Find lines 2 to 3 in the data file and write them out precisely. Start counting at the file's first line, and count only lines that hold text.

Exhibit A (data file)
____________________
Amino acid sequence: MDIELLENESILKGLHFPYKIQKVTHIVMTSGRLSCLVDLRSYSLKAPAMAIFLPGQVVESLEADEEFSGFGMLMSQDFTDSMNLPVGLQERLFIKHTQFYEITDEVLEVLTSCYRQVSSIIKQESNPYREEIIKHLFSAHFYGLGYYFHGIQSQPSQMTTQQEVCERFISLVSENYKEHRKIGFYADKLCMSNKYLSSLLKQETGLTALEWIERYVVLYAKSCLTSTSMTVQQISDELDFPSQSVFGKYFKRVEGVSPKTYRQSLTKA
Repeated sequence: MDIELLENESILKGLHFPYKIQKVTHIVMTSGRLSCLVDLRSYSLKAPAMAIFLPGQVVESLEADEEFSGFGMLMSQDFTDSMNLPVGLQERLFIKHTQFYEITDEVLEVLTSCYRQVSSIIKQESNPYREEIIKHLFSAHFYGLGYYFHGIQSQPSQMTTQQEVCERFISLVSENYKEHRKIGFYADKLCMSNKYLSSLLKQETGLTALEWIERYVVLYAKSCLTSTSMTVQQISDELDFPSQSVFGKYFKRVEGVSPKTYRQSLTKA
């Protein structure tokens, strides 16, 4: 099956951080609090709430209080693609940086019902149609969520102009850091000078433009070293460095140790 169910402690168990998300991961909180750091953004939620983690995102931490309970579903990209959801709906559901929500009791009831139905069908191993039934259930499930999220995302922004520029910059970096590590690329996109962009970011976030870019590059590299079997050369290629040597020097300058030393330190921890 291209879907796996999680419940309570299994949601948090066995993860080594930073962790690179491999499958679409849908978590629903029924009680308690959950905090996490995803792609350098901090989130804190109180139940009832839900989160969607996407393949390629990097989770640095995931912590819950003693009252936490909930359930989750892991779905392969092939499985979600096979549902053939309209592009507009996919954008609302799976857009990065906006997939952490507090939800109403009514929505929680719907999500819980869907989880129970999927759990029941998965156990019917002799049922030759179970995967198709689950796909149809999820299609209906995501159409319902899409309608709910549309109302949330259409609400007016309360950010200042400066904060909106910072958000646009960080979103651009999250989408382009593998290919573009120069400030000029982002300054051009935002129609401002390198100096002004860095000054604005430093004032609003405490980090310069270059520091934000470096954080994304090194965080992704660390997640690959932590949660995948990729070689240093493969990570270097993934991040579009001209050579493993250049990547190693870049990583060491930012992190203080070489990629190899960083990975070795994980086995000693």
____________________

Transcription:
Repeated sequence: MDIELLENESILKGLHFPYKIQKVTHIVMTSGRLSCLVDLRSYSLKAPAMAIFLPGQVVESLEADEEFSGFGMLMSQDFTDSMNLPVGLQERLFIKHTQFYEITDEVLEVLTSCYRQVSSIIKQESNPYREEIIKHLFSAHFYGLGYYFHGIQSQPSQMTTQQEVCERFISLVSENYKEHRKIGFYADKLCMSNKYLSSLLKQETGLTALEWIERYVVLYAKSCLTSTSMTVQQISDELDFPSQSVFGKYFKRVEGVSPKTYRQSLTKA
């Protein structure tokens, strides 16, 4: 099956951080609090709430209080693609940086019902149609969520102009850091000078433009070293460095140790 169910402690168990998300991961909180750091953004939620983690995102931490309970579903990209959801709906559901929500009791009831139905069908191993039934259930499930999220995302922004520029910059970096590590690329996109962009970011976030870019590059590299079997050369290629040597020097300058030393330190921890 291209879907796996999680419940309570299994949601948090066995993860080594930073962790690179491999499958679409849908978590629903029924009680308690959950905090996490995803792609350098901090989130804190109180139940009832839900989160969607996407393949390629990097989770640095995931912590819950003693009252936490909930359930989750892991779905392969092939499985979600096979549902053939309209592009507009996919954008609302799976857009990065906006997939952490507090939800109403009514929505929680719907999500819980869907989880129970999927759990029941998965156990019917002799049922030759179970995967198709689950796909149809999820299609209906995501159409319902899409309608709910549309109302949330259409609400007016309360950010200042400066904060909106910072958000646009960080979103651009999250989408382009593998290919573009120069400030000029982002300054051009935002129609401002390198100096002004860095000054604005430093004032609003405490980090310069270059520091934000470096954080994304090194965080992704660390997640690959932590949660995948990729070689240093493969990570270097993934991040579009001209050579493993250049990547190693870049990583060491930012992190203080070489990629190899960083990975070795994980086995000693």